Zak Brown, CEO, McLaren Racing

Photo by: Steven Tee / Motorsport Images

Sunday was a good day for McLaren. It finished with a double-points finish that snared third in the constructors' championship away from Racing Point, bringing with it a decent slice of additional prize money, but it had also started with some excellent news.

The announcement that US investment fund MSP Sports Capital had bought an initial 15% stake in McLaren Racing was a boost at the end of a rough year. McLaren was hit hard by the COVID-19 pandemic as car sales ceased and shutdowns ensued, but it has been working hard to try and restructure itself financially to bounce back well.

MSP Sports Capital has involvement in a number of American sports, including the NBA and Major League Baseball, and has been looking at F1 for some time. With Mercedes engines on the way next year, the budget cap coming into force, and a new set of regulations due in 2022, things are looking up for McLaren.

10. 2020 will be a year for F1 to remember

Kevin Magnussen, Haas VF-20, passes the chequered flag at the end of the race

Kevin Magnussen, Haas VF-20, passes the chequered flag at the end of the race

Photo by: Andy Hone / Motorsport Images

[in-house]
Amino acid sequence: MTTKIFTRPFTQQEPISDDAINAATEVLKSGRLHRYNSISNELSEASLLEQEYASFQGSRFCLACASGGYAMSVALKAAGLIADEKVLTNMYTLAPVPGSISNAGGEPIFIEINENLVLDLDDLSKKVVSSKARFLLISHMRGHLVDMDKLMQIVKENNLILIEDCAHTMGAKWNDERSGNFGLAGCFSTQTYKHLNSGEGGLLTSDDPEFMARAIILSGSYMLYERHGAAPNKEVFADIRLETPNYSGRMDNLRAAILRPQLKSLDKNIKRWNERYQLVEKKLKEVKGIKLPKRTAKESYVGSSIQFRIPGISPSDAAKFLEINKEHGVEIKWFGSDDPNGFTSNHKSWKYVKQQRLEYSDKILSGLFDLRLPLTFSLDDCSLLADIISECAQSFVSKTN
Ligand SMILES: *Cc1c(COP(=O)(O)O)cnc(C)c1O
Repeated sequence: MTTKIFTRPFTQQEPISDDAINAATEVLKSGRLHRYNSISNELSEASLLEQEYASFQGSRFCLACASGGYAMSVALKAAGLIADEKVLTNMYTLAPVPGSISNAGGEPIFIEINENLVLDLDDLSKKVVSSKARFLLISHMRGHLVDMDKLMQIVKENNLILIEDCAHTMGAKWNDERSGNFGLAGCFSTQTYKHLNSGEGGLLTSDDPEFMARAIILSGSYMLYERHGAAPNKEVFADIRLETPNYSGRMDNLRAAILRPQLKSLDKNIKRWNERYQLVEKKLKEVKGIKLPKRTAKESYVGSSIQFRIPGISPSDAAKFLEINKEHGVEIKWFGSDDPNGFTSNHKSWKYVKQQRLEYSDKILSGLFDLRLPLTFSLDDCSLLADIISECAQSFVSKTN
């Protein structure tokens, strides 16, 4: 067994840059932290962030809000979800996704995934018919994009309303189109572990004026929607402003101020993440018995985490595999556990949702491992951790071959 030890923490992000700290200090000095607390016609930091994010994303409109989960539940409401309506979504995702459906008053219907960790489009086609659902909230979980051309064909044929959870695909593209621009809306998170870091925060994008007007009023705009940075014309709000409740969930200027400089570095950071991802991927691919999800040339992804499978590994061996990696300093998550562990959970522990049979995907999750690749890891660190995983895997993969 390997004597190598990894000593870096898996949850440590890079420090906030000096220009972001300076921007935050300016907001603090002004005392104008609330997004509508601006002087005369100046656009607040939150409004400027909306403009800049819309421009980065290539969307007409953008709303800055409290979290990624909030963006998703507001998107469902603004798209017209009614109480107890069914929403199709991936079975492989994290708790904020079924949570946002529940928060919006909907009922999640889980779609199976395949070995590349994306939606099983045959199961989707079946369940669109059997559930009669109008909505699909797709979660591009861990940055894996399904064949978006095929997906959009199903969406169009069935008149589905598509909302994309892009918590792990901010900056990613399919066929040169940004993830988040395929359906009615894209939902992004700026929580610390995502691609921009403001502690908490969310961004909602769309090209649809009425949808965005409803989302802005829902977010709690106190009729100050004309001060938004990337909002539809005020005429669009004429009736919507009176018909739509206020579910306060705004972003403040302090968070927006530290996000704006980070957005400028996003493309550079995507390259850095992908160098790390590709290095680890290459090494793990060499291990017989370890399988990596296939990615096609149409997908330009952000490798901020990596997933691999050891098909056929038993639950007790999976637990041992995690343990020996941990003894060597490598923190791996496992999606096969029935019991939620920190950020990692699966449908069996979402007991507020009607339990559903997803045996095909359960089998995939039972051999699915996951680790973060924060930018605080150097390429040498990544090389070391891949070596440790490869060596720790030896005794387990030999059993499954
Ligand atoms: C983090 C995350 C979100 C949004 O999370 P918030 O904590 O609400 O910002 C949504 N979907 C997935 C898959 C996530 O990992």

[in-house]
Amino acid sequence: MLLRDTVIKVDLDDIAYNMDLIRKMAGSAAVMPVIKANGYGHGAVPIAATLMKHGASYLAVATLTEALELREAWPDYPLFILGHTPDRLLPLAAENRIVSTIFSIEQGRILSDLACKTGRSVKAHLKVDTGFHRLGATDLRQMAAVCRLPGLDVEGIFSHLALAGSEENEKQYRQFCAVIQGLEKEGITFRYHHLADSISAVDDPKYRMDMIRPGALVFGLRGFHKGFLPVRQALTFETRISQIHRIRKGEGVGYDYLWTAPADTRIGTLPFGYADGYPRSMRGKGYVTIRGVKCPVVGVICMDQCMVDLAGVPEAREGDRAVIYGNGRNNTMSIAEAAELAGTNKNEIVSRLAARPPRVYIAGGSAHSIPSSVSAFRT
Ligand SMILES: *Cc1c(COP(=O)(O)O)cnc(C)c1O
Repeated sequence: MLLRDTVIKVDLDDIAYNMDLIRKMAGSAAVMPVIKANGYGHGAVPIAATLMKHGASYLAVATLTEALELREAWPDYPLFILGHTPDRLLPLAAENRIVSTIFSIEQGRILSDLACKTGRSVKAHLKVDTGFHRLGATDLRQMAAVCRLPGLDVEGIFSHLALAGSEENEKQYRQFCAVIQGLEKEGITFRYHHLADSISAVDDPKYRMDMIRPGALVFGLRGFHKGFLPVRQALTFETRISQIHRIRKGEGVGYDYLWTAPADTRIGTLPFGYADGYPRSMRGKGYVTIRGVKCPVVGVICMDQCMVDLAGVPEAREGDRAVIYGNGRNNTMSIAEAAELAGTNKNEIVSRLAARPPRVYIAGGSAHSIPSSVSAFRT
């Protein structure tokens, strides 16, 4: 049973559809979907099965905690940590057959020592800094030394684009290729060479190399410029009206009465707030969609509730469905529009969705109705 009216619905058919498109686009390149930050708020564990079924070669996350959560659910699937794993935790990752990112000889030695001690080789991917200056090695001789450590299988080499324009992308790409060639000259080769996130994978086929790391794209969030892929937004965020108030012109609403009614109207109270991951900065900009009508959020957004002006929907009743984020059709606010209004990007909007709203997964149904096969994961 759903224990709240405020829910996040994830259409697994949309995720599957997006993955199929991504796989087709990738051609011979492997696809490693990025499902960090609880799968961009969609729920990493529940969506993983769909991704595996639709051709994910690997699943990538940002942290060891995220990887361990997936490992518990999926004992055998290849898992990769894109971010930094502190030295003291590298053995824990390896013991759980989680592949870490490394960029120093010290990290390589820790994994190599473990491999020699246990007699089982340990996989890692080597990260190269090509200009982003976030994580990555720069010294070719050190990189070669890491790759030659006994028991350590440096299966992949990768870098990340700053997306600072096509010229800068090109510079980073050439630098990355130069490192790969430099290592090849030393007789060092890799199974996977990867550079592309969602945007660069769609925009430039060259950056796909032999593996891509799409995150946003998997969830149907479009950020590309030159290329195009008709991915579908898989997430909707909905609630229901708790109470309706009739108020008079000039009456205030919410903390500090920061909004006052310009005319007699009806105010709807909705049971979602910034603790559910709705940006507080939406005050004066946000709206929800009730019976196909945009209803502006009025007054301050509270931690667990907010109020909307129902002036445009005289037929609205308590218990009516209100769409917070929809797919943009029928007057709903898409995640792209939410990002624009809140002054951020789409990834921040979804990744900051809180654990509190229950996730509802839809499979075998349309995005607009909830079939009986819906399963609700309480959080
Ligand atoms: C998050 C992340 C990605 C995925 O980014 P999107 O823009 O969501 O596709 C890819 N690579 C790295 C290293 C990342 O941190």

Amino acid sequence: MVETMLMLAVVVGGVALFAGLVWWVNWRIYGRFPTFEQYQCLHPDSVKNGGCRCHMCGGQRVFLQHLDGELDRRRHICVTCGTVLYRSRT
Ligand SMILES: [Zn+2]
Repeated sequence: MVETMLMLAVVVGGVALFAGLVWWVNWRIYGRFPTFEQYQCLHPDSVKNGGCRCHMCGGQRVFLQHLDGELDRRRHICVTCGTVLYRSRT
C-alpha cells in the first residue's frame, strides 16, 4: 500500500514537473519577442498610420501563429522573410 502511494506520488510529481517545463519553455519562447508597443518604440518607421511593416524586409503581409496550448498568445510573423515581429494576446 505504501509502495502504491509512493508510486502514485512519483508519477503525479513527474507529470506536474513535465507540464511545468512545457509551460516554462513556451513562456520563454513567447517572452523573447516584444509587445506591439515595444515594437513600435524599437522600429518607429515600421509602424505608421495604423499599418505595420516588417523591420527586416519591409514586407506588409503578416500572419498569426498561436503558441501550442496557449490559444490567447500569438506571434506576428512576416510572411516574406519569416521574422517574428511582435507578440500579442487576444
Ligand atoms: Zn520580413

As the chequered flag flew in Abu Dhabi, it marked the end of an unforgettable and unique F1 season. Its 70th anniversary celebrations were never quite meant to go like this, but given how bleak the picture was in March and April as race cancellations mounted, to have achieved a 17-race season is astonishing.

It was a true collaborative effort between F1, the FIA, the teams and the tracks to make it happen. The COVID-19 testing system and 'biosphere' approach has been a success, with more than 80,000 tests being completed and returning fewer than 100 positive results.

Tracks such as Mugello, Imola, Algarve, Istanbul Park and the Nurburgring spiced up the calendar, giving F1 some food for thought as it plans what its future schedule may look like. We were also treated to some terrific shock results, crowning new race winners in Pierre Gasly and Sergio Perez, as well as a heart-stopping incident in Bahrain with Romain Grosjean's accident that reminded us all just how far safety standards have come.

F1 can be extremely proud of what it has achieved this year. 2020 is a year the world will want to forget for many, many reasons, and it hasn't been all good for F1. But there are some great positives and memories we will cherish forever.